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In the year 538 c.e. Buddhism was first introduced into Japan. Along with it across the ocean came statues of Buddhas, ancient Sutras, as well as incense. From that moment on, incense has been an inseparable part of Japanese history. Incense holds an invaluable role in Buddhist ceremonies and rites as well as in those of the Shinto shrines. Purifying the surroundings, it is reputed to be a method of bringing forth the Buddhist Alamkaraka (Realm of Adornment). It's use spread throughout the country for its purifying as well as medicinal properties.
During the Asuka, Nara, and Heian eras of Japan, the frequency of foreign exchange missions traveling between T'ang China and Japan became increasingly frequent. Bringing with them Buddhism, Medicine, Art, and of course, Incense. Among the most prominent of them was the Chinese Buddhist Master Ganjin who established Toshodai-ji Temple in Nara during the year 759.
From more than one thousand years ago to our own modern era, incense has developed a deeply profound link bound closely to our everyday life. This is readily visible in the great popularity it held in ancient Chang-an (China), where the secular uses of incense came into great favor with the royal class. The mixing of various ingredients together and then kneading them together with plum meat or honey came to be widely used in rooms, placed in the sleeves of a garment, and even used to imbue clothes with. The development of such a love for incense in Japan is vividly detailed in the Tale of Genji, in which you can catch a glimpse of the stylish aristocracy of the Heian era working so diligently to mix their very own original aromas.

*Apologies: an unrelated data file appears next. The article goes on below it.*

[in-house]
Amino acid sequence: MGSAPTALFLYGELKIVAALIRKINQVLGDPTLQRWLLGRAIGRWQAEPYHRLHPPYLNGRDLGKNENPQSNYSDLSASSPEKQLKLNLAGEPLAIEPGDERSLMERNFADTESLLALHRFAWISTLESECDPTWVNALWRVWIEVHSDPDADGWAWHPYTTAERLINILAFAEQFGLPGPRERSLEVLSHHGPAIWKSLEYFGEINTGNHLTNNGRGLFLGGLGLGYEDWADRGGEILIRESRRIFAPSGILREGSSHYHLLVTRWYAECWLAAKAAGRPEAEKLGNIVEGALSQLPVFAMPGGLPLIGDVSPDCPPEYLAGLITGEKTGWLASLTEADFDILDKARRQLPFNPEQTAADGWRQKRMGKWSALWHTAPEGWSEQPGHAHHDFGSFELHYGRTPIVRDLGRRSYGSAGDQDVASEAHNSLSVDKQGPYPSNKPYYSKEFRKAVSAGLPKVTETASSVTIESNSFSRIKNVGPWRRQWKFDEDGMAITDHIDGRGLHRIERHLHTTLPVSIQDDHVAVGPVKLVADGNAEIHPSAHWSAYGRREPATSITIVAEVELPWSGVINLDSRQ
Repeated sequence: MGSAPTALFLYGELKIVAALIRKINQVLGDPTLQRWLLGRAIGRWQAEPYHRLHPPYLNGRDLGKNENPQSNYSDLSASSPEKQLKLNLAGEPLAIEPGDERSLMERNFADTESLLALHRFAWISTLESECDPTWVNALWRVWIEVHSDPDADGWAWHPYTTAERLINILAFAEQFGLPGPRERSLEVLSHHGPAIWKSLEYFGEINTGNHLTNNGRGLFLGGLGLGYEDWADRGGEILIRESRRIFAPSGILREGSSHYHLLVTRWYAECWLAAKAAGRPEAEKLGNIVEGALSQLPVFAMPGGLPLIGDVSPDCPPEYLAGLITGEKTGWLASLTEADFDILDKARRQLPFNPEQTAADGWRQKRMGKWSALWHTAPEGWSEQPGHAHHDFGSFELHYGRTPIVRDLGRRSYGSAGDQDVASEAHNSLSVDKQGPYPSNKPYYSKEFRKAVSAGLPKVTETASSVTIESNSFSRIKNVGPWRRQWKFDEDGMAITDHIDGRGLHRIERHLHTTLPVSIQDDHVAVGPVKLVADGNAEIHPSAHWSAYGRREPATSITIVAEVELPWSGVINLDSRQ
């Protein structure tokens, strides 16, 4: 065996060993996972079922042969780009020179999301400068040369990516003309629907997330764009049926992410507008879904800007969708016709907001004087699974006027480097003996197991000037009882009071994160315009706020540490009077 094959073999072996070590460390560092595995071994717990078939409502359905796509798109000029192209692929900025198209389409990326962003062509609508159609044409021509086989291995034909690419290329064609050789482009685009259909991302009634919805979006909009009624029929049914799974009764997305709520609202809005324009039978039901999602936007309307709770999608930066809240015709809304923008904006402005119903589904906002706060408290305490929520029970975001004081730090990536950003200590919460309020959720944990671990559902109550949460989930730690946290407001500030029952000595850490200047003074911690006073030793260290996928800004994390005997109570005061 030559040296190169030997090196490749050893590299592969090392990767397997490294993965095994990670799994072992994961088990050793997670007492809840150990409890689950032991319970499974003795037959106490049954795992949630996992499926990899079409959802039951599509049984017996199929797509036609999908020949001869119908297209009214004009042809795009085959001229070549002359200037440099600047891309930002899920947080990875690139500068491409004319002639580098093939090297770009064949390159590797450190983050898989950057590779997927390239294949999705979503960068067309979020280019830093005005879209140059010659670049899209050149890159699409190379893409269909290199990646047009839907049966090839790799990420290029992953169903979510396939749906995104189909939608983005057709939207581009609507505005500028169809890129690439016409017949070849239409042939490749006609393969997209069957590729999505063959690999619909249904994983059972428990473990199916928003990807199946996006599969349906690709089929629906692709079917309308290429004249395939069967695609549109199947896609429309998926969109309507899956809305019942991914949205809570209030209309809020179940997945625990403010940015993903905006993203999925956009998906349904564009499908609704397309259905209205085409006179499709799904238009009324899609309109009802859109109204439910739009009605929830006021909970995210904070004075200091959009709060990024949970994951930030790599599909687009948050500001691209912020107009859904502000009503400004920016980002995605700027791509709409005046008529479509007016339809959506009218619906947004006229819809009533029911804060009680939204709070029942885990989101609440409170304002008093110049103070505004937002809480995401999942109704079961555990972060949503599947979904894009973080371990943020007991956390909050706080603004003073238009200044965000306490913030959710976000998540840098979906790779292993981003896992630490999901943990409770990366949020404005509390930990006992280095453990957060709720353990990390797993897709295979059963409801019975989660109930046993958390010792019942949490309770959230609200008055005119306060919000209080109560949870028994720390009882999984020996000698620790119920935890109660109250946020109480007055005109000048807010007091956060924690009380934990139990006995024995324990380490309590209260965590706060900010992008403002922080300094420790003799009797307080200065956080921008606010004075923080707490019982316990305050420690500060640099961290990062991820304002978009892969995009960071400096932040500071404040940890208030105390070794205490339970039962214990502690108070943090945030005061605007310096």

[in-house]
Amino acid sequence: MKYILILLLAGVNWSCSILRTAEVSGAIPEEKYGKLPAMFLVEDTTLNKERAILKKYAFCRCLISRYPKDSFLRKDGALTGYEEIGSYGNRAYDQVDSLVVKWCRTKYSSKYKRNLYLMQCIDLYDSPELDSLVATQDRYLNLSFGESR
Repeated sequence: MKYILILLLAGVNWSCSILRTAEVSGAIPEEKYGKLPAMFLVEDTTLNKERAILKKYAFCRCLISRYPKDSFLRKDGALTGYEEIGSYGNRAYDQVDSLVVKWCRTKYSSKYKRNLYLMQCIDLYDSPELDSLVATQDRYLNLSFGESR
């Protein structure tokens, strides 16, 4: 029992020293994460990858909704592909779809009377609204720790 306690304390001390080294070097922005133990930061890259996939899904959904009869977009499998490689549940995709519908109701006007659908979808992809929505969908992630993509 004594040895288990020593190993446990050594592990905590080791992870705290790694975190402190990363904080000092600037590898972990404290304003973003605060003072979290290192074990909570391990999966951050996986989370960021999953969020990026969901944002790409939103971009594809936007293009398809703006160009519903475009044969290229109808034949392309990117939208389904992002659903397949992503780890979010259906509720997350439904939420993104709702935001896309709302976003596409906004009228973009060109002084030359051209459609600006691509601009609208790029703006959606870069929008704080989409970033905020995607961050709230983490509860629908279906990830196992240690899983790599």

From these simple beginnings it underwent a transformation into a mutual competition between each other's mixtures, referred to as "Takimono-awase" (Fragrance Mixing). Before long, it developed into the burning of natural raw incense ingredients, which was called "Ko-awase" (Incense Mixing). These elegant games later became the source of the Kodo ceremony (Way of Incense).
During the Feudal period (Sengoku jidai, 1490 - 1573) of Japan there arose a necessity for a simple as well as practical form of incense. Chinese of the Ming Dynasty transmitted the techniques of creating incense sticks. It was simple form of powdered incense rolled into a stick that was easy to carry and more affordable for the common people. This was the epoch of incense popularity. It flourished in acceptance with all classes, rich and poor. In the center of this limelight, was the city of Sakai. This popularity was mainly due to establishment of Sakai as a major port for foreign trade from China, Spain, and Portugal.
Baieido dates back to the Muromachi period (1338-1573) in Japanese history. During this period, the founder of Baieido, Kakuuemon Yamatoya, became a wholesaler of medicinal herbs in Sakai city. Sakai was a well-known trading port in ancient Japan in which incense trading was in high demand. In 1657, the founder named himself "Jinkoya Sakubei" and specialized in selling incense ingredients and incense sticks. "Jinkoya" (Aloes wood trader) was a name peculiar to Sakai, only medicinal wholesalers who specialized in incense were authorized to use this name.
The creation of Incense is an extraordinarily delicate process. In the time-honored traditions of Jinkoya Sakubei, Baieido has dedicated itself to making incense for over 300 years. The method and recipes have been handed down from generation to generation in an unbroken secret oral tradition.
We at Baieido continue to protect the secret formulas of our ancestral forefather Jinkoya Sakube. It is the ardent desire of Baieido to provide the true sacred aromas of only the purest high quality incense to our customers through the methods treasured since our establishment in the year 1657.
Copyright 2000-2007 Kyozaburo Nakata